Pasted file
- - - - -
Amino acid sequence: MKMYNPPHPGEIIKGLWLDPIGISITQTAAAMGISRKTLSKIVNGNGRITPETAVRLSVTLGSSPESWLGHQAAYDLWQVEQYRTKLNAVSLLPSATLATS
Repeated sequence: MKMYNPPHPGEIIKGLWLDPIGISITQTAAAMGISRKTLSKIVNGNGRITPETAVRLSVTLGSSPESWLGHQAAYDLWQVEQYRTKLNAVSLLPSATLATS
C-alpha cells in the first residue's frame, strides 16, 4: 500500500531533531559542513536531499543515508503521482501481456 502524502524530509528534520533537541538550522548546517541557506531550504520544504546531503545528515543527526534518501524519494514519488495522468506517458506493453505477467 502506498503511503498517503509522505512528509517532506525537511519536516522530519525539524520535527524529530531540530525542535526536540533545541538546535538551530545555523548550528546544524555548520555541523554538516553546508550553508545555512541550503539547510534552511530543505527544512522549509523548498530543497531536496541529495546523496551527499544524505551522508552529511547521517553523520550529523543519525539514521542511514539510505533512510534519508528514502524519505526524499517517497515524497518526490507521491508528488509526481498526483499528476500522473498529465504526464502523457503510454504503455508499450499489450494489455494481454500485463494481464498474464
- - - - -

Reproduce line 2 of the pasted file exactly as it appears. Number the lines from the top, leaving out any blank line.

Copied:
Repeated sequence: MKMYNPPHPGEIIKGLWLDPIGISITQTAAAMGISRKTLSKIVNGNGRITPETAVRLSVTLGSSPESWLGHQAAYDLWQVEQYRTKLNAVSLLPSATLATS